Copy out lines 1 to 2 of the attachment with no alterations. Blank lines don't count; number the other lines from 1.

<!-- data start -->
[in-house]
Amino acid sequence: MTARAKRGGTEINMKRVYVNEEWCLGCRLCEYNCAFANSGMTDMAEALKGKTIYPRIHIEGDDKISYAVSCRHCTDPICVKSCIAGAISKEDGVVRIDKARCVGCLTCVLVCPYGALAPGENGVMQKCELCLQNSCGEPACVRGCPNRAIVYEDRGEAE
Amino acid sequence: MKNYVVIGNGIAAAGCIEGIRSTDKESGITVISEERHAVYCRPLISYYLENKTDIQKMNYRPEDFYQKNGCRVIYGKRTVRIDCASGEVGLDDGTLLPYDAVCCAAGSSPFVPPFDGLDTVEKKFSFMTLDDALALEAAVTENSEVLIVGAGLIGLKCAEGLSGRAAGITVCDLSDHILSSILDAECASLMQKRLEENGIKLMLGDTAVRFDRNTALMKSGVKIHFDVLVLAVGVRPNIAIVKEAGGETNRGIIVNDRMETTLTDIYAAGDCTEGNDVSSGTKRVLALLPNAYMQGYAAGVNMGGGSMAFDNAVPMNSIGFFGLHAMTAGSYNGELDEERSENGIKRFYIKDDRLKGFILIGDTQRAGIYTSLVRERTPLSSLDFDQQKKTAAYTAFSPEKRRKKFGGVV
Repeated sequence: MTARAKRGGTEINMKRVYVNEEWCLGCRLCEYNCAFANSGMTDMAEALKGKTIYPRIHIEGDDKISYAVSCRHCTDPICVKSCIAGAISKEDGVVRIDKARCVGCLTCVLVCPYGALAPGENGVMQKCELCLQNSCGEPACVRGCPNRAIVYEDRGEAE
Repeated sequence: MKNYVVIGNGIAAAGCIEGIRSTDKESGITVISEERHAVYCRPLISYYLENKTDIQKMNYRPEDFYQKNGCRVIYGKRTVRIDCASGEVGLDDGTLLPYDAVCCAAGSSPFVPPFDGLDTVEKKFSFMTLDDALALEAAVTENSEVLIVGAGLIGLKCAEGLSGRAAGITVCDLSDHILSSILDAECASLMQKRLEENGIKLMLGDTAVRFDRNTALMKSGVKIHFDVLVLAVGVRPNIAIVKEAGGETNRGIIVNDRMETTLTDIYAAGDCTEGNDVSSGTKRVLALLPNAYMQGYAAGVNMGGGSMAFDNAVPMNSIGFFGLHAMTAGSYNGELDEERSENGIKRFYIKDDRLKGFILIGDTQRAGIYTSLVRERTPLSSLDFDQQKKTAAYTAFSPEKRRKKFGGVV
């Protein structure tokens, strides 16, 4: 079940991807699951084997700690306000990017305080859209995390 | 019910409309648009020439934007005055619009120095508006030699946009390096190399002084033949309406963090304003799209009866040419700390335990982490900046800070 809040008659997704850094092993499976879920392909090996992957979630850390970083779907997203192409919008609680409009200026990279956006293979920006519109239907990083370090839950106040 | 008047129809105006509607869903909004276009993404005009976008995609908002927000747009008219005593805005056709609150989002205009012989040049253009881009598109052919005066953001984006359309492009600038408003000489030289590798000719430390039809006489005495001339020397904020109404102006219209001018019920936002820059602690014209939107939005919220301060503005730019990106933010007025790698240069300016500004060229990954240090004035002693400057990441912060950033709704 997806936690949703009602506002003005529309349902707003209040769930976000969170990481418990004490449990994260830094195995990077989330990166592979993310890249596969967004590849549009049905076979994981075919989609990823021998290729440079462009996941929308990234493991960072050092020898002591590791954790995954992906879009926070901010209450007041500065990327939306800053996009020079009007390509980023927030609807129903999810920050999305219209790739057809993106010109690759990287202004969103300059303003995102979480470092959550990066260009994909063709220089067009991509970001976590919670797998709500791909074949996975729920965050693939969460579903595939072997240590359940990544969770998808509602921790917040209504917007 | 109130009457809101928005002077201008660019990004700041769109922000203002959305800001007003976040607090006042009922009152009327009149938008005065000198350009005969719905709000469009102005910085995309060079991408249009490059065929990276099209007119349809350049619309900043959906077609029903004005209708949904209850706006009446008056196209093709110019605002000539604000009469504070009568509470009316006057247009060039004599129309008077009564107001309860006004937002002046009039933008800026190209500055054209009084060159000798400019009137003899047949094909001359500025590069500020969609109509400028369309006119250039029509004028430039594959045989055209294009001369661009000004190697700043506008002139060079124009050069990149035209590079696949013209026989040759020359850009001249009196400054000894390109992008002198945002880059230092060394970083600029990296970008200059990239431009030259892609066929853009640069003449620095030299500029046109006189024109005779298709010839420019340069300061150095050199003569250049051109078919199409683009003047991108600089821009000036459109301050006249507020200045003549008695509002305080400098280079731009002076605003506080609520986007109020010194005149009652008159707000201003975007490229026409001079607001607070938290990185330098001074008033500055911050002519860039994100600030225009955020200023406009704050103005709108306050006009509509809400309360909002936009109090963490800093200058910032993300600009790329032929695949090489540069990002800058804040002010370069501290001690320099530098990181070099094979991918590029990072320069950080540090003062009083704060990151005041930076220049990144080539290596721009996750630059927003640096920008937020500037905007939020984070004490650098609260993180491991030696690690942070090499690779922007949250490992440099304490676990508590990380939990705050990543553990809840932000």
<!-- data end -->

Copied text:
[in-house]
Amino acid sequence: MTARAKRGGTEINMKRVYVNEEWCLGCRLCEYNCAFANSGMTDMAEALKGKTIYPRIHIEGDDKISYAVSCRHCTDPICVKSCIAGAISKEDGVVRIDKARCVGCLTCVLVCPYGALAPGENGVMQKCELCLQNSCGEPACVRGCPNRAIVYEDRGEAE